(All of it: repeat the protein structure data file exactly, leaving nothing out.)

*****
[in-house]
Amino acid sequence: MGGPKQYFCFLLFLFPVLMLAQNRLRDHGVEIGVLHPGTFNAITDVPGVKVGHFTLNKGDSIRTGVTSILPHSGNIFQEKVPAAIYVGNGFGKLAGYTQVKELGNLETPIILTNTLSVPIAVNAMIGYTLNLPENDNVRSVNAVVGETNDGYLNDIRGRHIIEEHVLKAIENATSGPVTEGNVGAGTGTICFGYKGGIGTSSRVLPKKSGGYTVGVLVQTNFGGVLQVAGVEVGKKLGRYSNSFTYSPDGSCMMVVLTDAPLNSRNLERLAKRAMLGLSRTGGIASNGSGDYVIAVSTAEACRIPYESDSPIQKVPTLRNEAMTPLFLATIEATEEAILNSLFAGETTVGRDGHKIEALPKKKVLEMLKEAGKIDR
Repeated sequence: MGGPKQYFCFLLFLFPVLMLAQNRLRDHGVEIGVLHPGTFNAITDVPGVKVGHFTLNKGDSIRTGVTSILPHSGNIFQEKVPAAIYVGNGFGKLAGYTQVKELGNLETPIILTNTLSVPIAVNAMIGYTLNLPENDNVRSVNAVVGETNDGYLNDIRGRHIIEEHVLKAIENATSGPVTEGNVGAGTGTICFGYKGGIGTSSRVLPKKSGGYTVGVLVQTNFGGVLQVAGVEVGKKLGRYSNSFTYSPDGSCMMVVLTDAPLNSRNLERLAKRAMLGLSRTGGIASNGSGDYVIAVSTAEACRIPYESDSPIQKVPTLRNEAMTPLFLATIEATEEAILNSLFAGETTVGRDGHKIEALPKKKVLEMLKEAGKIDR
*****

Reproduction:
[in-house]
Amino acid sequence: MGGPKQYFCFLLFLFPVLMLAQNRLRDHGVEIGVLHPGTFNAITDVPGVKVGHFTLNKGDSIRTGVTSILPHSGNIFQEKVPAAIYVGNGFGKLAGYTQVKELGNLETPIILTNTLSVPIAVNAMIGYTLNLPENDNVRSVNAVVGETNDGYLNDIRGRHIIEEHVLKAIENATSGPVTEGNVGAGTGTICFGYKGGIGTSSRVLPKKSGGYTVGVLVQTNFGGVLQVAGVEVGKKLGRYSNSFTYSPDGSCMMVVLTDAPLNSRNLERLAKRAMLGLSRTGGIASNGSGDYVIAVSTAEACRIPYESDSPIQKVPTLRNEAMTPLFLATIEATEEAILNSLFAGETTVGRDGHKIEALPKKKVLEMLKEAGKIDR
Repeated sequence: MGGPKQYFCFLLFLFPVLMLAQNRLRDHGVEIGVLHPGTFNAITDVPGVKVGHFTLNKGDSIRTGVTSILPHSGNIFQEKVPAAIYVGNGFGKLAGYTQVKELGNLETPIILTNTLSVPIAVNAMIGYTLNLPENDNVRSVNAVVGETNDGYLNDIRGRHIIEEHVLKAIENATSGPVTEGNVGAGTGTICFGYKGGIGTSSRVLPKKSGGYTVGVLVQTNFGGVLQVAGVEVGKKLGRYSNSFTYSPDGSCMMVVLTDAPLNSRNLERLAKRAMLGLSRTGGIASNGSGDYVIAVSTAEACRIPYESDSPIQKVPTLRNEAMTPLFLATIEATEEAILNSLFAGETTVGRDGHKIEALPKKKVLEMLKEAGKIDR